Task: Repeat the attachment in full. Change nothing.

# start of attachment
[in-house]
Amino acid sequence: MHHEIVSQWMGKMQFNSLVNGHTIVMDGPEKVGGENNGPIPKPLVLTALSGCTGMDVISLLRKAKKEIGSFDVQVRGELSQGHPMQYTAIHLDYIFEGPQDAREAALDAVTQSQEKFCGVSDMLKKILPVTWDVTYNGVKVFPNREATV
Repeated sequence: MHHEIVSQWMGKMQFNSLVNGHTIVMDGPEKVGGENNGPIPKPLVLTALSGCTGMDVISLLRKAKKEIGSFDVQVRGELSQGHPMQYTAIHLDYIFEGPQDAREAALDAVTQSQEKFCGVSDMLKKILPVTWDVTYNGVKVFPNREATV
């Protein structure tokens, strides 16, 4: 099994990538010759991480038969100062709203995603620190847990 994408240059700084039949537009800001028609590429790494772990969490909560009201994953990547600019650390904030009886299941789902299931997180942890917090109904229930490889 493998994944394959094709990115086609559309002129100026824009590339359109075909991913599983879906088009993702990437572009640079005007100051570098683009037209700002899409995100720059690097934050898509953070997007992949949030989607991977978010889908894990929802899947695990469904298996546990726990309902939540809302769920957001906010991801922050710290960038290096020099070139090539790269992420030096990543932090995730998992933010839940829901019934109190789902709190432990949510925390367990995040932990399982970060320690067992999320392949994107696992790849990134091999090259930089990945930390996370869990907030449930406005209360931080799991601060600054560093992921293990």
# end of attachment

[in-house]
Amino acid sequence: MHHEIVSQWMGKMQFNSLVNGHTIVMDGPEKVGGENNGPIPKPLVLTALSGCTGMDVISLLRKAKKEIGSFDVQVRGELSQGHPMQYTAIHLDYIFEGPQDAREAALDAVTQSQEKFCGVSDMLKKILPVTWDVTYNGVKVFPNREATV
Repeated sequence: MHHEIVSQWMGKMQFNSLVNGHTIVMDGPEKVGGENNGPIPKPLVLTALSGCTGMDVISLLRKAKKEIGSFDVQVRGELSQGHPMQYTAIHLDYIFEGPQDAREAALDAVTQSQEKFCGVSDMLKKILPVTWDVTYNGVKVFPNREATV
């Protein structure tokens, strides 16, 4: 099994990538010759991480038969100062709203995603620190847990 994408240059700084039949537009800001028609590429790494772990969490909560009201994953990547600019650390904030009886299941789902299931997180942890917090109904229930490889 493998994944394959094709990115086609559309002129100026824009590339359109075909991913599983879906088009993702990437572009640079005007100051570098683009037209700002899409995100720059690097934050898509953070997007992949949030989607991977978010889908894990929802899947695990469904298996546990726990309902939540809302769920957001906010991801922050710290960038290096020099070139090539790269992420030096990543932090995730998992933010839940829901019934109190789902709190432990949510925390367990995040932990399982970060320690067992999320392949994107696992790849990134091999090259930089990945930390996370869990907030449930406005209360931080799991601060600054560093992921293990």